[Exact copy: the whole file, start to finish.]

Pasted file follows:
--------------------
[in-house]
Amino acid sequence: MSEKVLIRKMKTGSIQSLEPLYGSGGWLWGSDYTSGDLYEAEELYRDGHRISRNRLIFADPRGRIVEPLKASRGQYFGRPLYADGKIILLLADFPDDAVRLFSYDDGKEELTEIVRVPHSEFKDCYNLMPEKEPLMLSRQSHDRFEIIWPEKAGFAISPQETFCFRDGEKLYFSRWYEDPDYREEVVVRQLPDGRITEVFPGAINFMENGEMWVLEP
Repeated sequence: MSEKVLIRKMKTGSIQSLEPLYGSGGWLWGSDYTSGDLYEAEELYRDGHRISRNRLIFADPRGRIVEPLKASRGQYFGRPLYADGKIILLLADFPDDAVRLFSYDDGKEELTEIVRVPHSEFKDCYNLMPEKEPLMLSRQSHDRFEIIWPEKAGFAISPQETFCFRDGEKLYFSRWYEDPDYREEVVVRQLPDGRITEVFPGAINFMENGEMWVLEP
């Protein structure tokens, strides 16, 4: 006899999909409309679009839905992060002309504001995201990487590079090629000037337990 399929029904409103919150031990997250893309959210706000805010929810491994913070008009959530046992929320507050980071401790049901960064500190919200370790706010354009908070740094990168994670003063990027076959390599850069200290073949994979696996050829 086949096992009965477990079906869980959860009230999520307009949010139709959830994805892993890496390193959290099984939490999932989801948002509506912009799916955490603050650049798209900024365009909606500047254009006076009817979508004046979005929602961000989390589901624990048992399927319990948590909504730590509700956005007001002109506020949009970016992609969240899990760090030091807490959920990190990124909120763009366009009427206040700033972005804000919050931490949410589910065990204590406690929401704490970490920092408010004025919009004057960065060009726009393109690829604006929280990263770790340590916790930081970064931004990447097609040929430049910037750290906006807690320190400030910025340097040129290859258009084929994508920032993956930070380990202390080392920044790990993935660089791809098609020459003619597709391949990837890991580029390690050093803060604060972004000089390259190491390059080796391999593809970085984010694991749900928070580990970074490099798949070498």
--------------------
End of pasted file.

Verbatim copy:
[in-house]
Amino acid sequence: MSEKVLIRKMKTGSIQSLEPLYGSGGWLWGSDYTSGDLYEAEELYRDGHRISRNRLIFADPRGRIVEPLKASRGQYFGRPLYADGKIILLLADFPDDAVRLFSYDDGKEELTEIVRVPHSEFKDCYNLMPEKEPLMLSRQSHDRFEIIWPEKAGFAISPQETFCFRDGEKLYFSRWYEDPDYREEVVVRQLPDGRITEVFPGAINFMENGEMWVLEP
Repeated sequence: MSEKVLIRKMKTGSIQSLEPLYGSGGWLWGSDYTSGDLYEAEELYRDGHRISRNRLIFADPRGRIVEPLKASRGQYFGRPLYADGKIILLLADFPDDAVRLFSYDDGKEELTEIVRVPHSEFKDCYNLMPEKEPLMLSRQSHDRFEIIWPEKAGFAISPQETFCFRDGEKLYFSRWYEDPDYREEVVVRQLPDGRITEVFPGAINFMENGEMWVLEP
């Protein structure tokens, strides 16, 4: 006899999909409309679009839905992060002309504001995201990487590079090629000037337990 399929029904409103919150031990997250893309959210706000805010929810491994913070008009959530046992929320507050980071401790049901960064500190919200370790706010354009908070740094990168994670003063990027076959390599850069200290073949994979696996050829 086949096992009965477990079906869980959860009230999520307009949010139709959830994805892993890496390193959290099984939490999932989801948002509506912009799916955490603050650049798209900024365009909606500047254009006076009817979508004046979005929602961000989390589901624990048992399927319990948590909504730590509700956005007001002109506020949009970016992609969240899990760090030091807490959920990190990124909120763009366009009427206040700033972005804000919050931490949410589910065990204590406690929401704490970490920092408010004025919009004057960065060009726009393109690829604006929280990263770790340590916790930081970064931004990447097609040929430049910037750290906006807690320190400030910025340097040129290859258009084929994508920032993956930070380990202390080392920044790990993935660089791809098609020459003619597709391949990837890991580029390690050093803060604060972004000089390259190491390059080796391999593809970085984010694991749900928070580990970074490099798949070498």